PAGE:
Assimilation and Accommodation
Assimilation and Accommodation are the two complementary processes of Adaptation described by Piaget, through which awareness of the outside world is internalised. Although one may predominate at any one moment, they are inseparable and exist in a dialectical relationship. The terms are also used to describe forms of knowledge in Kolb’s elaboration of the cycle of experiential learning.
In Assimilation, what is perceived in the outside world is incorporated into the internal world (note that I am not using Piagetian terminology), without changing the structure of that internal world, but potentially at the cost of "squeezing" the external perceptions to fit — hence pigeon-holing and stereotyping.
If you are familiar with databases, you can think of it this way: your mind has its database already built, with its fields and categories already defined. If it comes across new information which fits into those fields, it can assimilate it without any trouble.
In Accommodation, the internal world has to accommodate itself to the evidence with which it is confronted and thus adapt to it, which can be a more difficult and painful process. In the database analogy, it is like what happens when you try to put in information which does not fit the pre-existent fields and categories. You have to develop new ones to accommodate the new information.
In reality, both are going on at the same time, so that—just as the mower blade cuts the grass, the grass gradually blunts the blade—although most of the time we are assimilating familiar material in the world around us, nevertheless, our minds are also having to adjust to accommodate it.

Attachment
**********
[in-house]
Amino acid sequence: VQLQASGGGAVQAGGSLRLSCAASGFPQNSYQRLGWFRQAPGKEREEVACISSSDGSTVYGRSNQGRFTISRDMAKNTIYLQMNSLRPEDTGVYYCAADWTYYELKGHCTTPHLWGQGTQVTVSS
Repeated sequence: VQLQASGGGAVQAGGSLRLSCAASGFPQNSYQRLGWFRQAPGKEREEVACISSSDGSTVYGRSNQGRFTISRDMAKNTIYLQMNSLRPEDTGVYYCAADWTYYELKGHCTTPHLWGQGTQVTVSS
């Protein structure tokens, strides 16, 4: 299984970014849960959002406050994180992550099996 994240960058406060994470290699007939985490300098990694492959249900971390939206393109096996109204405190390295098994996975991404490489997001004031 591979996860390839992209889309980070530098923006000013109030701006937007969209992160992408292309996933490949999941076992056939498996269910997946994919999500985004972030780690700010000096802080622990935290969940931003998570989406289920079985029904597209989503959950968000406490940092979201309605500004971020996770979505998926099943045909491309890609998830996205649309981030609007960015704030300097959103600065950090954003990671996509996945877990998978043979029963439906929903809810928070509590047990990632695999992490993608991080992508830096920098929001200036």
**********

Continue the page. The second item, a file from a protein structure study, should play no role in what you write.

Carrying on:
Piaget was mainly concerned with children's developing understanding of the world, so for him (and for children) accommodation is no more problematic than assimilation. That does not necessarily hold as we grow older. We have ways of understanding our world which work for us, as relatively successful (i.e. surviving) adults. There is no problem in assimilating new information and ideas which fit with this world-view, but we find it increasingly difficult to accommodate to new stuff. One cognitive problem of ageing has been well labelled "hardening of the categories"!
What's "dialectical" mean? It starts with Socrates (about 470-399 BCE) whose manner of questioning (now known as Socratic and much venerated as a teaching technique) contested generally-accepted propositions in order to draw out a new understanding. It was systematised by Hegel (1770-1831), a candidate for the most obscure philosopher ever, reputed to have said on his death-bed, "No-one ever understood me; even I didn't understand me", but actually it is quite simple.
It is a notion of logical development in which an idea (thesis) is opposed by another idea (antithesis), and out of the clash emerges something else (synthesis). Its simplest and most boring manifestation is compromise, but it can lead to something really new.